Quebec town rejects plan to build Muslim cemetery

Fear and disinformation: Quebec town rejects plan to build area’s only Muslim cemetery
3 min read
18 July, 2017
Society: A small community near Canada's Quebec City has voted against building what would have been the first Muslim cemetery near the provincial capital, reports Jillian Kestler D'Amours.
The Muslim community is still reeling after a deadly shooting earlier this year [Getty]
A small community near Canada's Quebec City has voted against building what would have been the first Muslim cemetery near the provincial capital, where the Muslim community is still reeling after a deadly shooting earlier this year.

Bernard Ouellet, the mayor of St-Apollinaire, had backed the project.

"It looks bad. I think that what drove the community's choice in general was really fear, disinformation. I'm convinced of that," Ouellet told Radio-Canada after Sunday's referendum.

Forty-nine St-Apollinaire residents were eligible to vote in a referendum on a zoning change that would have allowed the cemetery to be built: 19 voted against, 16 voted in favour, and one ballot was thrown out, Radio-Canada reported.

The plan to build a Muslim cemetery raised tensions in the small town, located about 40 kilometres south of Quebec City, almost immediately after it was proposed in the aftermath of a deadly attack on the Islamic Cultural Centre of Quebec.
We're in a multicultural society. We live together, we work together, why wouldn't we die together
Six Muslim men were killed as they prayed in the evening of January 29.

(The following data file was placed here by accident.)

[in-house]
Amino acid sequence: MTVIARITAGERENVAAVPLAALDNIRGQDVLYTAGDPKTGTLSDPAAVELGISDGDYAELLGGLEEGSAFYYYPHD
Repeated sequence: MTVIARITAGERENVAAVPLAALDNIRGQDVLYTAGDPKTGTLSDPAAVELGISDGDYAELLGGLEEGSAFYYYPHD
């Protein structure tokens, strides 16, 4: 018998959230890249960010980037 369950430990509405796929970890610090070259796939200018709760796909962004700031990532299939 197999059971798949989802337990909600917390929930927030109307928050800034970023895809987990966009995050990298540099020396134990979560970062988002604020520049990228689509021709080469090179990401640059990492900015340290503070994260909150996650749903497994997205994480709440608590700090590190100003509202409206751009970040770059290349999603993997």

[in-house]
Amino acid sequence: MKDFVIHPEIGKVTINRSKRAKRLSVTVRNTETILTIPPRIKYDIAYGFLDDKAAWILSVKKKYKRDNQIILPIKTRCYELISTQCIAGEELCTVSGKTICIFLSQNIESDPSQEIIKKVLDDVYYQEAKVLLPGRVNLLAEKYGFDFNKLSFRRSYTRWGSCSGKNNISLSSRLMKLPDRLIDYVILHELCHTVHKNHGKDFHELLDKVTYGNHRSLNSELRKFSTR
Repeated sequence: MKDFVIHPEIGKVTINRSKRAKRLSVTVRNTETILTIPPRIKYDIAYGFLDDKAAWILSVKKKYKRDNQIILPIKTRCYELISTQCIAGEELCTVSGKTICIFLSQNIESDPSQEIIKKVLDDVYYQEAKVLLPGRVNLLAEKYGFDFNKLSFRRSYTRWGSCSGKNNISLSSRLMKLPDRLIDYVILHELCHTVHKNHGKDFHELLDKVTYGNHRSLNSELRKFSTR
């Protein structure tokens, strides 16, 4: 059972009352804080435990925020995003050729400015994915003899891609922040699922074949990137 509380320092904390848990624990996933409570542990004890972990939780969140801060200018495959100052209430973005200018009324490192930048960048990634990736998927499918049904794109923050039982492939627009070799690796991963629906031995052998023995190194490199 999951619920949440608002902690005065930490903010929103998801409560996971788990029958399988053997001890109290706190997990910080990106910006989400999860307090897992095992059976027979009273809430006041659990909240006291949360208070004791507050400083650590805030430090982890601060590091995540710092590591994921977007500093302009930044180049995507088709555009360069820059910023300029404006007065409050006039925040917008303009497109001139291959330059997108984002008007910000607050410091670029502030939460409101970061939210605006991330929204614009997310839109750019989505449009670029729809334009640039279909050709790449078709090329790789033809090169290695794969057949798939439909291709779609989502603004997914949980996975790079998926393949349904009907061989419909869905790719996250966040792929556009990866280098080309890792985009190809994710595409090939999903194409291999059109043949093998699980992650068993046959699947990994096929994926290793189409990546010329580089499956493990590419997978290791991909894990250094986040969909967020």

Shortly following the attack, local Muslim community leaders spoke about the longstanding need to have a Muslim cemetery nearby to bury the dead according to Islamic customs.

Quebec City Mayor Régis Labeaume said at the time that the municipality was "working with [the Muslim community] to see what they need".

Of the six men killed in the attack, five were repatriated to their home countries for burial - Tunisia, Algeria, Morocco and Guinea - while one was buried in the province's only Muslim cemetery, about three hours away near Montreal.

That 3,000-plot cemetery was inaugurated in 2015, while small sections are reserved for Muslims in a handful of other cemeteries in the Montreal area.

Earlier this month, a new, reserved section for Muslims was also opened in a cemetery near Quebec City.

Opponents of the project have rejected allegations of racism.

"We're in a multicultural society. We live together, we work together, why wouldn't we die together?" Sunny Letourneau, the spokesperson for a local citizens' group that was against the cemetery, recently asked CTV News.

But the president of the Islamic Cultural Centre of Quebec City, Mohamed Labidi, said on Sunday that "ignorance and misunderstanding have won the day".

"This is very disappointing. It was just a cemetery. How could we arrive at this result?" Labidi asked The Globe and Mail, adding that he would consider challenging the case in court.

"We are Canadian citizens just like everyone else. Why are we being treated differently? We're now starting over at zero. We will fight," Labidi told the newspaper.

Jillian Kestler D'Amours is a journalist based in Canada.
Follow her on Twitter: @jkdamours